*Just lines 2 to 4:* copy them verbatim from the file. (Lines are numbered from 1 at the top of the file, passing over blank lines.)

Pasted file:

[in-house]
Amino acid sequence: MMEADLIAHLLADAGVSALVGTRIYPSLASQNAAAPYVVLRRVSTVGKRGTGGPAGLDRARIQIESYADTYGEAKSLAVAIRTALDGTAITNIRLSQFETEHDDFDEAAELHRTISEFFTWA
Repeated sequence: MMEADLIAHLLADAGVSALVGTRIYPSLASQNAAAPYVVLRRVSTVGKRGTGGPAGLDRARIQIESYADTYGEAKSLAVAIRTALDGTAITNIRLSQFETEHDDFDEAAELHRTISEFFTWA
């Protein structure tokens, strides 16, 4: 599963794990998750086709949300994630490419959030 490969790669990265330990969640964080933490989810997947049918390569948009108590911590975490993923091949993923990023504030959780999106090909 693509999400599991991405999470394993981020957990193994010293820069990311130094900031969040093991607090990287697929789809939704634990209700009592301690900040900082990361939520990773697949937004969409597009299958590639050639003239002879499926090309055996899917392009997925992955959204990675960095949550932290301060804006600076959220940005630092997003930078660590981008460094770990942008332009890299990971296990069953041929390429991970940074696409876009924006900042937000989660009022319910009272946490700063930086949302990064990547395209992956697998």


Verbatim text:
Amino acid sequence: MMEADLIAHLLADAGVSALVGTRIYPSLASQNAAAPYVVLRRVSTVGKRGTGGPAGLDRARIQIESYADTYGEAKSLAVAIRTALDGTAITNIRLSQFETEHDDFDEAAELHRTISEFFTWA
Repeated sequence: MMEADLIAHLLADAGVSALVGTRIYPSLASQNAAAPYVVLRRVSTVGKRGTGGPAGLDRARIQIESYADTYGEAKSLAVAIRTALDGTAITNIRLSQFETEHDDFDEAAELHRTISEFFTWA
């Protein structure tokens, strides 16, 4: 599963794990998750086709949300994630490419959030 490969790669990265330990969640964080933490989810997947049918390569948009108590911590975490993923091949993923990023504030959780999106090909 693509999400599991991405999470394993981020957990193994010293820069990311130094900031969040093991607090990287697929789809939704634990209700009592301690900040900082990361939520990773697949937004969409597009299958590639050639003239002879499926090309055996899917392009997925992955959204990675960095949550932290301060804006600076959220940005630092997003930078660590981008460094770990942008332009890299990971296990069953041929390429991970940074696409876009924006900042937000989660009022319910009272946490700063930086949302990064990547395209992956697998």